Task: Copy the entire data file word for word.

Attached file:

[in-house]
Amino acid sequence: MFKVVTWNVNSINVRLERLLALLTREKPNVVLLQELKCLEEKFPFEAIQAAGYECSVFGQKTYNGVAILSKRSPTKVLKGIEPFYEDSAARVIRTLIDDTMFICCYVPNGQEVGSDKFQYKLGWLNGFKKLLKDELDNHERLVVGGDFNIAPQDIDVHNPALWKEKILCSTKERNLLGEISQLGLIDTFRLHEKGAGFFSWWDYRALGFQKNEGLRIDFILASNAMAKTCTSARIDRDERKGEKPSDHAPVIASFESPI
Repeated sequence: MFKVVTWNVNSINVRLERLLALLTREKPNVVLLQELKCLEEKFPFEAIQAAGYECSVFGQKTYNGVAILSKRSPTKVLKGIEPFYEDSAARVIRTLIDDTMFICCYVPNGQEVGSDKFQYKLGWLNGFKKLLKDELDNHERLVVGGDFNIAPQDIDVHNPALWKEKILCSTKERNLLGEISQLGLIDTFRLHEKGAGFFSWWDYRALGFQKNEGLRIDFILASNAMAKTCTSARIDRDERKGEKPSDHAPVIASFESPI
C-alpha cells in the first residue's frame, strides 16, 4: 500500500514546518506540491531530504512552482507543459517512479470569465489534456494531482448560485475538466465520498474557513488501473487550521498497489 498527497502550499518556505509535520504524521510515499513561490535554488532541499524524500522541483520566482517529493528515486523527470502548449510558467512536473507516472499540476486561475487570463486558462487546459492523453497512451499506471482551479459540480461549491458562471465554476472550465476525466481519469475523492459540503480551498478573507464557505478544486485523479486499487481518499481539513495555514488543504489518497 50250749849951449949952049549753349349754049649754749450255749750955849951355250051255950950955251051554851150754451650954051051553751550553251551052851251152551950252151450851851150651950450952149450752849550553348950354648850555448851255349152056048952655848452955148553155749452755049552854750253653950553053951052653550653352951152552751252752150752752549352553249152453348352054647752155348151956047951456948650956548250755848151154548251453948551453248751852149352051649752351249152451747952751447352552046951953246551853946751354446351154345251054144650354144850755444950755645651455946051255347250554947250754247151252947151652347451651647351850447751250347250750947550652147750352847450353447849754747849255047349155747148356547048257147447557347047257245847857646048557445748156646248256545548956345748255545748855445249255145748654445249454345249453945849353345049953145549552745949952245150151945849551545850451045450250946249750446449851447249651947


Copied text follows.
[in-house]
Amino acid sequence: MFKVVTWNVNSINVRLERLLALLTREKPNVVLLQELKCLEEKFPFEAIQAAGYECSVFGQKTYNGVAILSKRSPTKVLKGIEPFYEDSAARVIRTLIDDTMFICCYVPNGQEVGSDKFQYKLGWLNGFKKLLKDELDNHERLVVGGDFNIAPQDIDVHNPALWKEKILCSTKERNLLGEISQLGLIDTFRLHEKGAGFFSWWDYRALGFQKNEGLRIDFILASNAMAKTCTSARIDRDERKGEKPSDHAPVIASFESPI
Repeated sequence: MFKVVTWNVNSINVRLERLLALLTREKPNVVLLQELKCLEEKFPFEAIQAAGYECSVFGQKTYNGVAILSKRSPTKVLKGIEPFYEDSAARVIRTLIDDTMFICCYVPNGQEVGSDKFQYKLGWLNGFKKLLKDELDNHERLVVGGDFNIAPQDIDVHNPALWKEKILCSTKERNLLGEISQLGLIDTFRLHEKGAGFFSWWDYRALGFQKNEGLRIDFILASNAMAKTCTSARIDRDERKGEKPSDHAPVIASFESPI
C-alpha cells in the first residue's frame, strides 16, 4: 500500500514546518506540491531530504512552482507543459517512479470569465489534456494531482448560485475538466465520498474557513488501473487550521498497489 498527497502550499518556505509535520504524521510515499513561490535554488532541499524524500522541483520566482517529493528515486523527470502548449510558467512536473507516472499540476486561475487570463486558462487546459492523453497512451499506471482551479459540480461549491458562471465554476472550465476525466481519469475523492459540503480551498478573507464557505478544486485523479486499487481518499481539513495555514488543504489518497 50250749849951449949952049549753349349754049649754749450255749750955849951355250051255950950955251051554851150754451650954051051553751550553251551052851251152551950252151450851851150651950450952149450752849550553348950354648850555448851255349152056048952655848452955148553155749452755049552854750253653950553053951052653550653352951152552751252752150752752549352553249152453348352054647752155348151956047951456948650956548250755848151154548251453948551453248751852149352051649752351249152451747952751447352552046951953246551853946751354446351154345251054144650354144850755444950755645651455946051255347250554947250754247151252947151652347451651647351850447751250347250750947550652147750352847450353447849754747849255047349155747148356547048257147447557347047257245847857646048557445748156646248256545548956345748255545748855445249255145748654445249454345249453945849353345049953145549552745949952245150151945849551545850451045450250946249750446449851447249651947